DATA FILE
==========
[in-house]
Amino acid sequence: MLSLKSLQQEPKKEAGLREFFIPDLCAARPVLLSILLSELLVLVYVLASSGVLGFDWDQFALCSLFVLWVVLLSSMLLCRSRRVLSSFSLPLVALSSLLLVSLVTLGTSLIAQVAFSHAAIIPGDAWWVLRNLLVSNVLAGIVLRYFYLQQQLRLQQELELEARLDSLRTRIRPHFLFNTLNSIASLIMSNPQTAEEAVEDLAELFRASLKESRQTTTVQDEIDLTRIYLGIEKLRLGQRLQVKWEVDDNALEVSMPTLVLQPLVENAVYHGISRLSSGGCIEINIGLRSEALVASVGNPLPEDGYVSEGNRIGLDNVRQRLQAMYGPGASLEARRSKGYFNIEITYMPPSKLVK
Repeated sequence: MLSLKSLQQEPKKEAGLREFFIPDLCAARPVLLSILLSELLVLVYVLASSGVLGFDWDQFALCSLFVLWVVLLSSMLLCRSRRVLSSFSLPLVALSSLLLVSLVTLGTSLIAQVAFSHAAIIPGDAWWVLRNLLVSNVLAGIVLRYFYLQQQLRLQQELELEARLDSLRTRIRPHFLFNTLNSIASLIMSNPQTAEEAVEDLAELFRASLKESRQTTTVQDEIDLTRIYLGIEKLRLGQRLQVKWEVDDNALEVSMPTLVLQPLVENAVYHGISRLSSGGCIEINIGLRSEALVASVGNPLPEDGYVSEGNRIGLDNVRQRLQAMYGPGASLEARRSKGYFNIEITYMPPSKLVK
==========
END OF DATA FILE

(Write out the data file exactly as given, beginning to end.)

[in-house]
Amino acid sequence: MLSLKSLQQEPKKEAGLREFFIPDLCAARPVLLSILLSELLVLVYVLASSGVLGFDWDQFALCSLFVLWVVLLSSMLLCRSRRVLSSFSLPLVALSSLLLVSLVTLGTSLIAQVAFSHAAIIPGDAWWVLRNLLVSNVLAGIVLRYFYLQQQLRLQQELELEARLDSLRTRIRPHFLFNTLNSIASLIMSNPQTAEEAVEDLAELFRASLKESRQTTTVQDEIDLTRIYLGIEKLRLGQRLQVKWEVDDNALEVSMPTLVLQPLVENAVYHGISRLSSGGCIEINIGLRSEALVASVGNPLPEDGYVSEGNRIGLDNVRQRLQAMYGPGASLEARRSKGYFNIEITYMPPSKLVK
Repeated sequence: MLSLKSLQQEPKKEAGLREFFIPDLCAARPVLLSILLSELLVLVYVLASSGVLGFDWDQFALCSLFVLWVVLLSSMLLCRSRRVLSSFSLPLVALSSLLLVSLVTLGTSLIAQVAFSHAAIIPGDAWWVLRNLLVSNVLAGIVLRYFYLQQQLRLQQELELEARLDSLRTRIRPHFLFNTLNSIASLIMSNPQTAEEAVEDLAELFRASLKESRQTTTVQDEIDLTRIYLGIEKLRLGQRLQVKWEVDDNALEVSMPTLVLQPLVENAVYHGISRLSSGGCIEINIGLRSEALVASVGNPLPEDGYVSEGNRIGLDNVRQRLQAMYGPGASLEARRSKGYFNIEITYMPPSKLVK